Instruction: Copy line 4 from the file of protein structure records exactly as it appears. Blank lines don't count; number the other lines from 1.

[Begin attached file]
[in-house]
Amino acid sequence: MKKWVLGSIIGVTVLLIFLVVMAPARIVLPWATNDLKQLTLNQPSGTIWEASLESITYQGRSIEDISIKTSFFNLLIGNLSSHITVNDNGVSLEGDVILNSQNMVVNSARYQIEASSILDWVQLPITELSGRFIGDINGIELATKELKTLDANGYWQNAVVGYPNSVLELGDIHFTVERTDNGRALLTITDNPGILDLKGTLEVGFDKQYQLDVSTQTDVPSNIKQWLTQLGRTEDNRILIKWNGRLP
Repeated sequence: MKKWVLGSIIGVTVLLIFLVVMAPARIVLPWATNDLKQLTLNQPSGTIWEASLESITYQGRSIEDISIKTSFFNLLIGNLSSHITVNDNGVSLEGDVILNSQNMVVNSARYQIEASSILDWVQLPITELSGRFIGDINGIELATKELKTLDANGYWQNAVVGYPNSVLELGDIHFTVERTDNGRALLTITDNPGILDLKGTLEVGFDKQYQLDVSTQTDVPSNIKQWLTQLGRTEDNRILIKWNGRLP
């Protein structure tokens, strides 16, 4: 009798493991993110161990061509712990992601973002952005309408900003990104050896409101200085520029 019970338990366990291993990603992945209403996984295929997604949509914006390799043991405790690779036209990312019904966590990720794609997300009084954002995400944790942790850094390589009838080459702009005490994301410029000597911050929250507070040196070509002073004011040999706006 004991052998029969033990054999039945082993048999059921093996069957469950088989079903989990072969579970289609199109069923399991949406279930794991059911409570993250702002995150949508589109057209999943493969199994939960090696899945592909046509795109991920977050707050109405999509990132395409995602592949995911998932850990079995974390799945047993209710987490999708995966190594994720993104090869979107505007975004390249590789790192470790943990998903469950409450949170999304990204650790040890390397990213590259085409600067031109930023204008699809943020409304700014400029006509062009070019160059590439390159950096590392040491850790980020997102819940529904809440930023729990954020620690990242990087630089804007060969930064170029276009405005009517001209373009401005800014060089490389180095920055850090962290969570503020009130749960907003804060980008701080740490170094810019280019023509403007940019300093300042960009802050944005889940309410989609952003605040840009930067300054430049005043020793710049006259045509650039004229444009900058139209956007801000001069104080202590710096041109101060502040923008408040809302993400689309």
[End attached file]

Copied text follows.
């Protein structure tokens, strides 16, 4: 009798493991993110161990061509712990992601973002952005309408900003990104050896409101200085520029 019970338990366990291993990603992945209403996984295929997604949509914006390799043991405790690779036209990312019904966590990720794609997300009084954002995400944790942790850094390589009838080459702009005490994301410029000597911050929250507070040196070509002073004011040999706006 004991052998029969033990054999039945082993048999059921093996069957469950088989079903989990072969579970289609199109069923399991949406279930794991059911409570993250702002995150949508589109057209999943493969199994939960090696899945592909046509795109991920977050707050109405999509990132395409995602592949995911998932850990079995974390799945047993209710987490999708995966190594994720993104090869979107505007975004390249590789790192470790943990998903469950409450949170999304990204650790040890390397990213590259085409600067031109930023204008699809943020409304700014400029006509062009070019160059590439390159950096590392040491850790980020997102819940529904809440930023729990954020620690990242990087630089804007060969930064170029276009405005009517001209373009401005800014060089490389180095920055850090962290969570503020009130749960907003804060980008701080740490170094810019280019023509403007940019300093300042960009802050944005889940309410989609952003605040840009930067300054430049005043020793710049006259045509650039004229444009900058139209956007801000001069104080202590710096041109101060502040923008408040809302993400689309």